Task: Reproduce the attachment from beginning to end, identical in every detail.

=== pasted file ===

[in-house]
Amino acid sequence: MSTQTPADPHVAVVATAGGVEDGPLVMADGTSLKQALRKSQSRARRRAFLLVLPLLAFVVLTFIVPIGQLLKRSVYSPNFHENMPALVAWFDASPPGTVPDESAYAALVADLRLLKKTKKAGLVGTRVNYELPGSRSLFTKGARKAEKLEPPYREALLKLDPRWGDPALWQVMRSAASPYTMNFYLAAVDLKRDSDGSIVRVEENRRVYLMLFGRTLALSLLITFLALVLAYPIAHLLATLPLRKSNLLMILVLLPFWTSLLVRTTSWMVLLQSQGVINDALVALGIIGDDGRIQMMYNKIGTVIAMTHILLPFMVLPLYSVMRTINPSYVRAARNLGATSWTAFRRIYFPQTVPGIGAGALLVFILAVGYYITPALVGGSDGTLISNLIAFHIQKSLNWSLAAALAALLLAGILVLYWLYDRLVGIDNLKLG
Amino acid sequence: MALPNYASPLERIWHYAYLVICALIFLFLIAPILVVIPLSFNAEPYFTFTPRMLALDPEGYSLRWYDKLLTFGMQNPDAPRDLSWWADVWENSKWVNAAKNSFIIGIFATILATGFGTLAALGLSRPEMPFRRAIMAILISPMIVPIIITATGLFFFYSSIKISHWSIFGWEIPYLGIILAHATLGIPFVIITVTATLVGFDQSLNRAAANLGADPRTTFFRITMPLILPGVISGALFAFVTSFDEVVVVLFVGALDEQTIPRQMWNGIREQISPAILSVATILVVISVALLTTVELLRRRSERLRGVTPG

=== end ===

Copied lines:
[in-house]
Amino acid sequence: MSTQTPADPHVAVVATAGGVEDGPLVMADGTSLKQALRKSQSRARRRAFLLVLPLLAFVVLTFIVPIGQLLKRSVYSPNFHENMPALVAWFDASPPGTVPDESAYAALVADLRLLKKTKKAGLVGTRVNYELPGSRSLFTKGARKAEKLEPPYREALLKLDPRWGDPALWQVMRSAASPYTMNFYLAAVDLKRDSDGSIVRVEENRRVYLMLFGRTLALSLLITFLALVLAYPIAHLLATLPLRKSNLLMILVLLPFWTSLLVRTTSWMVLLQSQGVINDALVALGIIGDDGRIQMMYNKIGTVIAMTHILLPFMVLPLYSVMRTINPSYVRAARNLGATSWTAFRRIYFPQTVPGIGAGALLVFILAVGYYITPALVGGSDGTLISNLIAFHIQKSLNWSLAAALAALLLAGILVLYWLYDRLVGIDNLKLG
Amino acid sequence: MALPNYASPLERIWHYAYLVICALIFLFLIAPILVVIPLSFNAEPYFTFTPRMLALDPEGYSLRWYDKLLTFGMQNPDAPRDLSWWADVWENSKWVNAAKNSFIIGIFATILATGFGTLAALGLSRPEMPFRRAIMAILISPMIVPIIITATGLFFFYSSIKISHWSIFGWEIPYLGIILAHATLGIPFVIITVTATLVGFDQSLNRAAANLGADPRTTFFRITMPLILPGVISGALFAFVTSFDEVVVVLFVGALDEQTIPRQMWNGIREQISPAILSVATILVVISVALLTTVELLRRRSERLRGVTPG